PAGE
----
In its report, the charity estimates the raft of energy firm collapses in the last few months has left customers with a bill of £2.6 billion.
That is predicted to cost every British household around £94, Citizens Advice said.
It said the regulator in the three years before the crisis only opened one formal customer service investigation although there were concerns over poor services offered by certain energy suppliers.
The report also highlights that only one of the 20 companies that failed from August to mid-November this year had a Customer Continuity Plan required under Ofgem’s rules.
The authors of the report point out that in the four years before the crisis and while companies started failing the number of people working on enforcement at Ofgem fell by 25%.
They said regulatory failings resulted in a “culture of non-compliance”, with slow or missed action in response to evidence of licence breaches and on issues including accurate billing, access to phone lines for customers, and offering prepayment options.
Citizens Advice also said no review of licencing regime took place until 2018.
Dame Clare Moriarty, Chief Executive of Citizens Advice, said: “Energy customers are facing a multi-billion pound bill, in large part because Ofgem missed multiple opportunities to regulate the market and tackle rule breaking by suppliers.
“Recent wholesale price rises would have been hard to handle in any circumstances, but they need not have led to the collapse of a third of companies in the market.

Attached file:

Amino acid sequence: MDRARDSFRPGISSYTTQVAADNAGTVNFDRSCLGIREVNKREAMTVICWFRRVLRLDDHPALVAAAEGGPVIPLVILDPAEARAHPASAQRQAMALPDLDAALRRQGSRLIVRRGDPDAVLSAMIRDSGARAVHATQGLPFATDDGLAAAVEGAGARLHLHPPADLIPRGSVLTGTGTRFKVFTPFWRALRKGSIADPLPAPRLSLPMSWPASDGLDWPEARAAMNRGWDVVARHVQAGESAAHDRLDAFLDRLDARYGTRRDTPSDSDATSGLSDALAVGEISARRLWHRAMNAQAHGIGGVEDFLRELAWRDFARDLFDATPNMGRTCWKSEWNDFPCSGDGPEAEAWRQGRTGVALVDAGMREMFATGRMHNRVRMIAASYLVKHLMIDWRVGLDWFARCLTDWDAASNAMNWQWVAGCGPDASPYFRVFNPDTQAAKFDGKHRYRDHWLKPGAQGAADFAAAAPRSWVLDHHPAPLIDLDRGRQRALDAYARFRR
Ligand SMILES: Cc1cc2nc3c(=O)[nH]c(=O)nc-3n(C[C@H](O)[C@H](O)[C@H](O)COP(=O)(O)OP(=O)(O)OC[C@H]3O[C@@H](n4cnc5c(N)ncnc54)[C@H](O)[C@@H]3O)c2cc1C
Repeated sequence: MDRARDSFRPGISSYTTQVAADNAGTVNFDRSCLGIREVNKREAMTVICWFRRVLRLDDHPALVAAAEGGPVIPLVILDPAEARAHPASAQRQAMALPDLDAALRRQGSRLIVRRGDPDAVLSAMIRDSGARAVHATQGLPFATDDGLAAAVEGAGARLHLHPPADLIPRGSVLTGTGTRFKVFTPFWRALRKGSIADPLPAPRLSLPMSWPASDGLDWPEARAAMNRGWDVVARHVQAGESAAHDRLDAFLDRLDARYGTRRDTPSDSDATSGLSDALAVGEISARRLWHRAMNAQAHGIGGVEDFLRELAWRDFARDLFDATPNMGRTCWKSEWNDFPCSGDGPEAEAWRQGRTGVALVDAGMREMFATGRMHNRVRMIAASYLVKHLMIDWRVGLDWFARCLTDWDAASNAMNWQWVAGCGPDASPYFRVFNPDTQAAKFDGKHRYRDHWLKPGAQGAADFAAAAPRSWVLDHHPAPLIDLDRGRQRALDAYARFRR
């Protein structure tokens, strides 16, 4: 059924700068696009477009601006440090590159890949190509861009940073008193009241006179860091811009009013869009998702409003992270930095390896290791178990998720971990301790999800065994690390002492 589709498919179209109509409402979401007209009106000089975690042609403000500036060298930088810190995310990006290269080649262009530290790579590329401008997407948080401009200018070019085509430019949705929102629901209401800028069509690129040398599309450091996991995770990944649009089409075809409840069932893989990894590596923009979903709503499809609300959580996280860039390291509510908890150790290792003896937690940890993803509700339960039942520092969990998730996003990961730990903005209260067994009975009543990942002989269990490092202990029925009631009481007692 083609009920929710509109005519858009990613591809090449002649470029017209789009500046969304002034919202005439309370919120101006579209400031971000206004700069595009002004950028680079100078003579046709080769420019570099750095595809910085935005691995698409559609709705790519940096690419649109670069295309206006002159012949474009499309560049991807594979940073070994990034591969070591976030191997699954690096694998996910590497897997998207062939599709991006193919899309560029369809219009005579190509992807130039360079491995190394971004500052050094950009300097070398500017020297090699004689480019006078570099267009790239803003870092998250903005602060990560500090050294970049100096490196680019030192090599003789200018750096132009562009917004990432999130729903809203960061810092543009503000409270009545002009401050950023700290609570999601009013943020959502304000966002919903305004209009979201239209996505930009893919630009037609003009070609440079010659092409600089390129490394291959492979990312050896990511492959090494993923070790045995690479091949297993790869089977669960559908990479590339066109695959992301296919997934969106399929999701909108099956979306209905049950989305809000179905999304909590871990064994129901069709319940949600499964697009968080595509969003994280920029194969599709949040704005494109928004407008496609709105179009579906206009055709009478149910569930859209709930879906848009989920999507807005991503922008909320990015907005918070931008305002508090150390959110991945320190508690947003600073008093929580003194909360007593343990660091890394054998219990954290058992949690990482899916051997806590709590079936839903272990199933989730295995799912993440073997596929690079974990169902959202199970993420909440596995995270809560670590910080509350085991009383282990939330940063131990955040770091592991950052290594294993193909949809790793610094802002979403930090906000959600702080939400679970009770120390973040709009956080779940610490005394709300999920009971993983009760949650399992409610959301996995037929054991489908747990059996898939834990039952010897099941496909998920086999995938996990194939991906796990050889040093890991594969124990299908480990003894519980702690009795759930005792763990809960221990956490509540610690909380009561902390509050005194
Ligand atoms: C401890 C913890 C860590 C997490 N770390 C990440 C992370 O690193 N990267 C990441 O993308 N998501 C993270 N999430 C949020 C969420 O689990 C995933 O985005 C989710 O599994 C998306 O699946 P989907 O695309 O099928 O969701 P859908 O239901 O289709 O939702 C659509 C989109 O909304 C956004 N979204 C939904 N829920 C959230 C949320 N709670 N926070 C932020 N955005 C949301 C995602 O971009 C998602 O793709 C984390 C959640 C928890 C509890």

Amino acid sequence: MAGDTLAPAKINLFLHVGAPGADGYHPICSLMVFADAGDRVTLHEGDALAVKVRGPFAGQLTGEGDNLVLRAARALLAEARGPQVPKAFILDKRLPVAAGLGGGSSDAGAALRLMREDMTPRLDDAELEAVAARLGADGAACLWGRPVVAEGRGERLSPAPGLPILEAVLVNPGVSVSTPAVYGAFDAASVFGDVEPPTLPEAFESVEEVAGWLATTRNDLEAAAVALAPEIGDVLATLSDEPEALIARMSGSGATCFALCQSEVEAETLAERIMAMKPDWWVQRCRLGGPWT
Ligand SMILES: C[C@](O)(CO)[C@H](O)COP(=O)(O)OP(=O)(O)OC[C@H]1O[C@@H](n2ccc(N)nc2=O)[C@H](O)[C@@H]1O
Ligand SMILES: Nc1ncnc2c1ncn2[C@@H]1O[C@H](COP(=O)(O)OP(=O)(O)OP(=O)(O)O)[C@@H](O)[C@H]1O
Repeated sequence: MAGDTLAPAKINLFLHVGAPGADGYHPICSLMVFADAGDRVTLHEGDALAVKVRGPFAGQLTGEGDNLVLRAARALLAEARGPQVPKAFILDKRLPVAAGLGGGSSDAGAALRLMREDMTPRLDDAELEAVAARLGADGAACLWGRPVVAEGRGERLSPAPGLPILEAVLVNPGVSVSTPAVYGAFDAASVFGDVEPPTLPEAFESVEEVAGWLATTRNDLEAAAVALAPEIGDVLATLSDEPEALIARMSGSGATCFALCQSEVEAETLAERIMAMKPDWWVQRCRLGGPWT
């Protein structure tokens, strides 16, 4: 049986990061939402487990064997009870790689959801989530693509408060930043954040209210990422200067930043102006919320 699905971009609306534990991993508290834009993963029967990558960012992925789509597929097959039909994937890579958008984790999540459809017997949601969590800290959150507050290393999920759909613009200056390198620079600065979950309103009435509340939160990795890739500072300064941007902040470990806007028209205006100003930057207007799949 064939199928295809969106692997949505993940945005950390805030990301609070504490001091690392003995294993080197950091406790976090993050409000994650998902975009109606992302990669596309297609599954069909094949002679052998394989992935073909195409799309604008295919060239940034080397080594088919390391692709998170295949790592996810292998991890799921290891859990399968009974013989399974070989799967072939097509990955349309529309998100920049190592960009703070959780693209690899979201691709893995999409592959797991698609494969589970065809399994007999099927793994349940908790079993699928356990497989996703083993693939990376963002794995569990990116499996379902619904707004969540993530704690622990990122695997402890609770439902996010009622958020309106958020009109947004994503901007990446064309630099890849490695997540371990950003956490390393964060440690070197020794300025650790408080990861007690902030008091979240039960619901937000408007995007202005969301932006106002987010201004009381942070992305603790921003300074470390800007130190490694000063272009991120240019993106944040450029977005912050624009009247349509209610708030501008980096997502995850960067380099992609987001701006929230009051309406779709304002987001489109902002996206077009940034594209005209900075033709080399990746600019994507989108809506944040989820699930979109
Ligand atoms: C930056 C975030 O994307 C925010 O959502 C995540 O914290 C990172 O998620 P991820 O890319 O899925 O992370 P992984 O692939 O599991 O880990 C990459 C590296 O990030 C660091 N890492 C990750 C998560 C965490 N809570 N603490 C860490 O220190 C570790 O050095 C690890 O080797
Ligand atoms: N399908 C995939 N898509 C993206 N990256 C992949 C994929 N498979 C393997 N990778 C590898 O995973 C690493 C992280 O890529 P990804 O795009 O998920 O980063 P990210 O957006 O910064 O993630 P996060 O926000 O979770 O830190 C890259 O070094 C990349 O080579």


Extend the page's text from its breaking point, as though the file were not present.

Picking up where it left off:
“It’s now clear that reform is needed – and this isn’t just about avoiding another crisis.
“If consumers lack confidence in the energy market, or feel they’re getting a bad deal, it will be even harder to transition to net zero. So reform is vital for the future as well as for avoiding the mistakes of the past.”
An Ofgem spokesperson said: “Ofgem’s top priority is to protect energy consumers and we understand the challenges households and businesses are facing in light of the unprecedented increase in global gas prices.
“Ofgem’s safety net has protected more than four million customers, moving them to new suppliers, ensuring they do not need to worry about their energy supply and protecting their credit balances.
“In addition, the price cap is protecting millions more from the full impact of high gas prices this winter.
“However, we accept that the energy market needs reform and quickly – the current system was not designed for this sort of extreme market event. Building on the approach we set out in October at Energy UK and our subsequent open letter to industry, in the next few weeks we will be announcing changes that will demonstrate the seriousness with which we are tackling the pace of change needed, the concerns around the financial resilience of the market, as well as ensuring that fair prices are reflected through the price cap.
“We welcome the opportunity to work alongside all consumer groups, including Citizens Advice, as well as the government and the energy industry to make the changes needed as we all share the same objective to protect energy consumers now and in the future.”